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So this is what the resident FF spin machine has been downsized to. The words "scraping" and "barrel" spring to mind. How many do FDI's employ? 100,000? That is not even 5% of the workforce.

We have 750,000 people either unemployed or underemployed and only 20% of the economy is now in agriculture and industry from over 50%, 40 years ago. Progress for a large island rich in resources?

Its funny that Norway, Australia, Canada or Switzerland are not concerned about this thing called a "smart economy". Why is that? Oh yes they are rich in resources too, but they are independent countries, with independent currencies, have a very excellent social structure, full employment and above all democracy (in particular direct democracy in Switzerland). They don't need foreign direct investment. They work for themselves and don't live under a dictatorship like we do.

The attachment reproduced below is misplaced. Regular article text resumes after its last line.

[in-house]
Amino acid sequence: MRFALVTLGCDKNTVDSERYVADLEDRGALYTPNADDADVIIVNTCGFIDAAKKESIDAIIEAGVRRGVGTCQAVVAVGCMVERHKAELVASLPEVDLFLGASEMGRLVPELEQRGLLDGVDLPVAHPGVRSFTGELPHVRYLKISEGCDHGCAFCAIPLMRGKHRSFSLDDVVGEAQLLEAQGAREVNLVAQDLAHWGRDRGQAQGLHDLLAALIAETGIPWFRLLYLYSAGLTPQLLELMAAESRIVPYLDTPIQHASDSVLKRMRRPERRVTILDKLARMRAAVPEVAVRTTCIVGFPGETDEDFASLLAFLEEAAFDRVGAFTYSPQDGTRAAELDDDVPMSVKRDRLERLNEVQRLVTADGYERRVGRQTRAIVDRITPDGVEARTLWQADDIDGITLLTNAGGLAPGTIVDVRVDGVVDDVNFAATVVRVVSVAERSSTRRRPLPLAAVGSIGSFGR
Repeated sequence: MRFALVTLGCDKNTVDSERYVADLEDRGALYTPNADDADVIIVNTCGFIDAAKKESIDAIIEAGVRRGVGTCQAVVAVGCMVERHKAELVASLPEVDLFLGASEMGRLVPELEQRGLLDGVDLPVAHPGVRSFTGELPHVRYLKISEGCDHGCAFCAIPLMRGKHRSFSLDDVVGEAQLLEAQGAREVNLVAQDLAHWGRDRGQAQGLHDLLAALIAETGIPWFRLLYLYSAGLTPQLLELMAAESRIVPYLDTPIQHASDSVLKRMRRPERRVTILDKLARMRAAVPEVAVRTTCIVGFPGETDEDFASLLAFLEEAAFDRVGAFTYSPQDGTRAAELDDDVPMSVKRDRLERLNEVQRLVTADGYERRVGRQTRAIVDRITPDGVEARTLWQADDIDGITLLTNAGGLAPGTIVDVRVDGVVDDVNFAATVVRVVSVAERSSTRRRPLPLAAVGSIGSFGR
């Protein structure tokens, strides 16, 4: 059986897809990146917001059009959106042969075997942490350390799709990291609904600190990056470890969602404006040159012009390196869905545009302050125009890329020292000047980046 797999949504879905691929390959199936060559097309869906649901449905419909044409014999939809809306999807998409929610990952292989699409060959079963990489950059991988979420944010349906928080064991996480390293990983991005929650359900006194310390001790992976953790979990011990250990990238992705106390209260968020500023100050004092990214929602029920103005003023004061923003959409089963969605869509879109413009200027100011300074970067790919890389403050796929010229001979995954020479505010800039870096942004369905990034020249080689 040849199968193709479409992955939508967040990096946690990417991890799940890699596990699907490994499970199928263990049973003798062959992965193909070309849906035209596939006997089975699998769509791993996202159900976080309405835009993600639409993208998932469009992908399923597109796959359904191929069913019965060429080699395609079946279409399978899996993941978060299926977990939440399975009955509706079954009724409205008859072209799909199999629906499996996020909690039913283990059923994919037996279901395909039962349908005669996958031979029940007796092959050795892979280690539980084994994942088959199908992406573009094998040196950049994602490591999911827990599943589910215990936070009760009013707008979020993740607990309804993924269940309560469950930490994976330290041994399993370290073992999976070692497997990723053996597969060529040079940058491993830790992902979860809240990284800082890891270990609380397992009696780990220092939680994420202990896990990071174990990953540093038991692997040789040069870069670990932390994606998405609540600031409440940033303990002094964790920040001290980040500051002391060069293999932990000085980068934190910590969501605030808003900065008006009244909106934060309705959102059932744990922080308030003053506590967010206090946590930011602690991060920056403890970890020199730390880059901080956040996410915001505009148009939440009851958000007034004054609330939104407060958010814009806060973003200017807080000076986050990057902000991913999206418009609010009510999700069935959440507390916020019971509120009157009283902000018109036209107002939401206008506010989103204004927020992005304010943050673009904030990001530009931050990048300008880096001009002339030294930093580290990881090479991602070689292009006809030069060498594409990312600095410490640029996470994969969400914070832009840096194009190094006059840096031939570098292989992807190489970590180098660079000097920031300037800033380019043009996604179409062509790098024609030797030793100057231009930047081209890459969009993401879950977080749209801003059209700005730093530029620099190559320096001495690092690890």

Thank you for most of that post. I'm hoping this waffle about the smart economy will soon be punctured.

In Ireland we have one abundant asset, our green and pleasant land.
We should exploit it to increase agriculture production and increase tourism.

Not everyone is going to be a computer programmer, contrary to what Batt O'Keefe and Mary Coughlan would have us believe.
 

Ulster-Lad

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"Double Irish"

For those that don't know what the Double Irish is.